Breakfast: Waking up to bold flavors and healthy fare
In the breakfast daypart, operators are responding to consumers’ demands for bold flavors, healthful fare and portability.
In its report “The Breakfast Club: An Update on Morning Meal Trends,” Datassential unveils the top five fastest-growing breakfast items as yogurt, frittatas, oatmeal, burritos, and huevos rancheros. These trends, according to the report, reflect widespread sub-trends impacting the industry, especially at QSRs and mid-scale establishments.
- Frittatas represent the overall push toward more creative egg dishes
- Yogurt and oatmeal reflect the consumer’s desire for more healthful ingredients
- Burritos’ popularity demonstrates the portability factor
- Huevos rancheros shows the embrace of Mexican flavors
Speaking to portability, pizza is also finding its way onto more breakfast menus, especially in the casual dining arena. The item appears 18 percent more often on breakfast menus than in 2008.
The report also cites that:
Egg menu items—beyond the typical omelet—account for six of the top 12 items on breakfast menus.
- In September, Steak ‘n’ Shake introduced California Skillet Chicken, which elevates scrambled eggs with either savory sausage or grilled chicken, cheddar cheese, and pico de gallo on a bed of crispy hash browns, topped with avocado slices and served with housemade salsa.
Breakfast sandwiches are immensely popular, with over half of the restaurants serving breakfast featuring them on the menu. Among QSRs, reports Dataessential, the portable breakfast sandwich has shown a 9 percent growth since 2008.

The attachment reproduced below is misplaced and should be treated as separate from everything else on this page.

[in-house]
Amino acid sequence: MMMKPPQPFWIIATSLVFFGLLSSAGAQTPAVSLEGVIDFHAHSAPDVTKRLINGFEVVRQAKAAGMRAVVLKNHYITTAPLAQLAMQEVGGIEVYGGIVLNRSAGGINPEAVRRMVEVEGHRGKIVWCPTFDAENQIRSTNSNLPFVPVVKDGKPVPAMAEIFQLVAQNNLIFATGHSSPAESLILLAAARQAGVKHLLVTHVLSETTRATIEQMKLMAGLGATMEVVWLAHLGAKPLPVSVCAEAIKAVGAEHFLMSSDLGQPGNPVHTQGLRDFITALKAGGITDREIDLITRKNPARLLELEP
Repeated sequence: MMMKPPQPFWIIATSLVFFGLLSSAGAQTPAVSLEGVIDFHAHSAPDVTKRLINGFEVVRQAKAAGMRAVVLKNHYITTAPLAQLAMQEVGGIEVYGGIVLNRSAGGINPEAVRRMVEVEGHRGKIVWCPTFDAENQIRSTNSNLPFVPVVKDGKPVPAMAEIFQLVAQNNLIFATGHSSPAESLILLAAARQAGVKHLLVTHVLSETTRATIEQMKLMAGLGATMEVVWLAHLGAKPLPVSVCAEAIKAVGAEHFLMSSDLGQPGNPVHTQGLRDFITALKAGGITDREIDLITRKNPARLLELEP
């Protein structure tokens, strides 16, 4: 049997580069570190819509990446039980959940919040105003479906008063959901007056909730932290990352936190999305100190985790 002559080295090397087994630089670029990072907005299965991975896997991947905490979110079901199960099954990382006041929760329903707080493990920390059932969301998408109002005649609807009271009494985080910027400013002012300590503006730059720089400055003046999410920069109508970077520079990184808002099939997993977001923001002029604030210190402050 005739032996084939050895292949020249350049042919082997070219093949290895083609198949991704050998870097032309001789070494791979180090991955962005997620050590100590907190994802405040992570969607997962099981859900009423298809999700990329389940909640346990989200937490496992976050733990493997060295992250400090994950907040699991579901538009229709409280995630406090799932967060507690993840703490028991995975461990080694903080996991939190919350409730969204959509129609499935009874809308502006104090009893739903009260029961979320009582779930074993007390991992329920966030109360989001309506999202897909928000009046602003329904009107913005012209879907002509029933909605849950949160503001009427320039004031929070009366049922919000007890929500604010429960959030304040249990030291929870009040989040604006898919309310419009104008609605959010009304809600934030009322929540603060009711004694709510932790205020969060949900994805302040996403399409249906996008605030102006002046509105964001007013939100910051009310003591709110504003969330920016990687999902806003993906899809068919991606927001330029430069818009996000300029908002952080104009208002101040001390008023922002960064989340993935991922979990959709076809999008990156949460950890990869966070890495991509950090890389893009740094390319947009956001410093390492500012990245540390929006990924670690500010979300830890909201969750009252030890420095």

- Au Bon Pain's Southwest Egg Sandwich layers applewood smoked bacon, sliced tomatoes and cheddar cheese on two eggs, served with a chipotle spread on a skinny wheat bagel.
For health-conscious consumers, restaurants are incorporating whole-wheat or whole-grain bread, egg whites, and turkey bacon in their menu items.
- Even pancakes are showing up dressed in healthier ingredients: IHOP's Whole Wheat Crepes with Blueberries features two whole wheat crepes stuffed with sweet cream cheese and topped with lightly sweetened blueberries and powdered sugar.
Enchiladas, huevos rancheros, burritos, and tacos had significant penetration on non-Mexican breakfast menus over the past year, with enchiladas topping the list at a 32 percent gain. Chipotle, pico de gallo, and guacamole are flavoring a growing number of breakfast dishes; chipotle leads the pack with a 12 percent gain at non-Mexican restaurants over the past year.
- Cosi’s Costa Mesa Breakfast Wrap marries eggs with pico de gallo, guacamole and cheddar cheese wrapped inside a warm tortilla.
- Eat n’ Park’s Breakfast Burrito combines scrambled eggs with chopped bacon, ham and chorizo sausage, stuffed into a tortilla with caramelized onions, pepper jack cheese and chipotle sauce.
Breakfast not popular at college
One group that doesn’t seem to be taking to breakfast is college students. According to The Big Picture research, conduced by Foodservice Director magazine, in the college and university market breakfast makes up the smallest percentage of total business, at 23 percent.
By comparison, the oldest generation seems to place more stock in breakfast, with fully one-third of total foodservice in senior living facilities occurring at breakfast. In addition, more college foodservice personnel (12 percent) than those in any other segment reported that breakfast participation declined during the last two years.
“To students, breakfast isn’t a daypart anymore,” says Camp Howard, director of dining services at Vanderbilt University, Nashville, Tenn. “Instead, it’s a type of food that can be eaten at any time of day, like smoothies at 10 p.m. or pancakes at midnight. Late night is very popular with our students.
Colleges are the most likely of any segment to offer either a full or limited breakfast menu all day, at 39 percent. At Penn State University’s Altoona campus, for instance, there is a station in the residence hall cafeteria called Sunrise-Sunset at which breakfast items are served from 7:30 a.m. to 4 p.m.